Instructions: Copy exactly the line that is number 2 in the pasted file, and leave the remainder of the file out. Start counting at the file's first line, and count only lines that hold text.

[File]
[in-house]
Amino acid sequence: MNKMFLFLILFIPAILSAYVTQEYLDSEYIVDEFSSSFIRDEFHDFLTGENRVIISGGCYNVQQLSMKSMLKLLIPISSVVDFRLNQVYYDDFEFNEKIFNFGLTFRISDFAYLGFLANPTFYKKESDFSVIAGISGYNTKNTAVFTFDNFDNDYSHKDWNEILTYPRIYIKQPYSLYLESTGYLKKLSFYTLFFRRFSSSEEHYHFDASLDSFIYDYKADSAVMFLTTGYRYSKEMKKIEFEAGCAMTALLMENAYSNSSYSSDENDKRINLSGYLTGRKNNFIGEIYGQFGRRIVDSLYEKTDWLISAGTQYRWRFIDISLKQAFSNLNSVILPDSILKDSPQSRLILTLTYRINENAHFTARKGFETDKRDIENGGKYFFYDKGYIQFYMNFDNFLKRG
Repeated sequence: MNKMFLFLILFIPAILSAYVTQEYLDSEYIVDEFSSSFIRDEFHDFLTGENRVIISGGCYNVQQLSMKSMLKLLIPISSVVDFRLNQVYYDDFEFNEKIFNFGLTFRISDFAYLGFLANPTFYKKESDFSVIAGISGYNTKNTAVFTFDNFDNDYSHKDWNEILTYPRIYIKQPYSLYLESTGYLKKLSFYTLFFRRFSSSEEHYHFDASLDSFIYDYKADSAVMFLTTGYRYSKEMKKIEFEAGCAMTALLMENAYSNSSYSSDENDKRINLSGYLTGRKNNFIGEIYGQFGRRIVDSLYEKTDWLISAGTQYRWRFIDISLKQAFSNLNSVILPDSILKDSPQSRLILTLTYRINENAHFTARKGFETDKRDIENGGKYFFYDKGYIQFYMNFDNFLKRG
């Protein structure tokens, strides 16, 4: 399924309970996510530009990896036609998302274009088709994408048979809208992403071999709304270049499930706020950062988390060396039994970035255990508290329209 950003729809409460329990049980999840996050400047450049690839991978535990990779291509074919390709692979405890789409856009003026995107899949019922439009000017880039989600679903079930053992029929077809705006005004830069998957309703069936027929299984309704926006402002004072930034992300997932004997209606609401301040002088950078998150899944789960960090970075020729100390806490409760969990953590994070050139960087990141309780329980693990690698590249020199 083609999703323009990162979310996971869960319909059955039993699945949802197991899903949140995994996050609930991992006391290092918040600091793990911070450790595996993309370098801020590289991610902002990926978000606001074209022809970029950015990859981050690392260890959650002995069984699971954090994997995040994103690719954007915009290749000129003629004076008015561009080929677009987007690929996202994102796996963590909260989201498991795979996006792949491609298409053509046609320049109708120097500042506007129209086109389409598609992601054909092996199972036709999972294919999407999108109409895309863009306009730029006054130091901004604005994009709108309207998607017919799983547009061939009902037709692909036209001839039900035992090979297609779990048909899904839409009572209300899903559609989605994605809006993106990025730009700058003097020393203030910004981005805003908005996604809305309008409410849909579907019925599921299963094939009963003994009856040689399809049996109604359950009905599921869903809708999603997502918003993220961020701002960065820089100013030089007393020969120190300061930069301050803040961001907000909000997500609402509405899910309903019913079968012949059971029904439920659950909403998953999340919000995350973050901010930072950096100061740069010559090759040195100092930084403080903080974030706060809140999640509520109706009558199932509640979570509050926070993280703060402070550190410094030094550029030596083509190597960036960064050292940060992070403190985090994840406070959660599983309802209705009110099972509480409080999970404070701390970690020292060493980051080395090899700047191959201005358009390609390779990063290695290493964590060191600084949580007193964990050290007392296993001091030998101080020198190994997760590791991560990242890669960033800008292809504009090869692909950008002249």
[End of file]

Amino acid sequence: MNKMFLFLILFIPAILSAYVTQEYLDSEYIVDEFSSSFIRDEFHDFLTGENRVIISGGCYNVQQLSMKSMLKLLIPISSVVDFRLNQVYYDDFEFNEKIFNFGLTFRISDFAYLGFLANPTFYKKESDFSVIAGISGYNTKNTAVFTFDNFDNDYSHKDWNEILTYPRIYIKQPYSLYLESTGYLKKLSFYTLFFRRFSSSEEHYHFDASLDSFIYDYKADSAVMFLTTGYRYSKEMKKIEFEAGCAMTALLMENAYSNSSYSSDENDKRINLSGYLTGRKNNFIGEIYGQFGRRIVDSLYEKTDWLISAGTQYRWRFIDISLKQAFSNLNSVILPDSILKDSPQSRLILTLTYRINENAHFTARKGFETDKRDIENGGKYFFYDKGYIQFYMNFDNFLKRG